The National Holodomor Education Committee (NHEC) has had a very busy, productive schedule these past six months.
Ontario added several more school boards to the Toronto District School Board in commemorating Holodomor Memorial Day in their schools, thanks to the dedicated work of the Toronto Holodomor Education Team. On Jan. 21, 2011, the NHEC took part at the Ukrainian Canadian Research and Documentation Centre in a meeting with Clint Curle, senior researcher at the Canadian Museum of Human Rights (CMHR), who was interested in finding out what resources were available on the Holodomor. At the meeting, Frank Sysyn, IroidaWynnyckyj, SvetlanaMedvicky, OrestZakydalsky and Valentina Kuryliw presented information on the Holodomor and arguments for its inclusion as an important teaching tool within the CMHR.
To promote the teaching of the Holodomor in Canadian schools, in-service presentations for teachers – with information, resources and teaching materials — are required. To date, in 2011 the NHEC has held several such events in the Toronto area. On Feb. 18th. 2011, the Toronto District School Board invited Valentina Kuryliw to present a workshop on the Holodomor to history teachers at the board-wide Professional Development Day. Attended by twenty-three educators, most of whom knew little about the Holodomor, this session ended with grateful teachers armed with a Holodomor Teaching Kit for their school, and preliminary information on the Holodomor. Another workshop at Loretto College School of the Toronto Catholic District School Board on March 24, 2011, saw an enthusiastic group of educators, eager to discuss issues surrounding learning about the Holodomor, and its teaching.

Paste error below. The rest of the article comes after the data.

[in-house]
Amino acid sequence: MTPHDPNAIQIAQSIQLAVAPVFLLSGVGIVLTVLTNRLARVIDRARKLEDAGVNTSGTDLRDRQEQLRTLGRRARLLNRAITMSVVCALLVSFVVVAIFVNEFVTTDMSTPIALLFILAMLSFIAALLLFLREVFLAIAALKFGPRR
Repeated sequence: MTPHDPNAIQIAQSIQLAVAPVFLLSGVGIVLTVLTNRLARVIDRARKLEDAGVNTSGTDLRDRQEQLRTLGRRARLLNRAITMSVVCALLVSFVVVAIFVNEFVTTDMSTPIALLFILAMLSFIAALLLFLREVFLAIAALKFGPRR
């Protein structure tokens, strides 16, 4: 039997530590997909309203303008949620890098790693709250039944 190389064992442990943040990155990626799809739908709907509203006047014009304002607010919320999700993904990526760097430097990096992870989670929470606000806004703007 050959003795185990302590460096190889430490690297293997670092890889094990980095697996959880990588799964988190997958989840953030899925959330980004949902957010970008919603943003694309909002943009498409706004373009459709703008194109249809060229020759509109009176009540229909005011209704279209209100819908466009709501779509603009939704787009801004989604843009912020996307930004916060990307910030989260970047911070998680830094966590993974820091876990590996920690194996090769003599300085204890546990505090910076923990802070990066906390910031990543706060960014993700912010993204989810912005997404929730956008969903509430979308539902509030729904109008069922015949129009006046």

In Western Canada, two exciting initiatives are being planned. For the first time, the Summer Session, Faculty of Education, Social Justice Studies, of the University of Manitoba is offering credit courses for teachers and students in July 2011, using the Internment of Ukrainians in Canada and the Holodomor as case studies. This will entail both an emphasis on historical context and pedagogical strategies for teaching the topics. This initiative was the inspiration of D. Hlynka (a member of the Manitoba HET) and O. Cap.
2011 will be the year to see the Holodomor being recognized and taught widely across the country with workshops for educators, teaching materials produced and the creation of a Canadian Centre for Holodomor Study and Education for coordinating and distributing these and other resources across the country.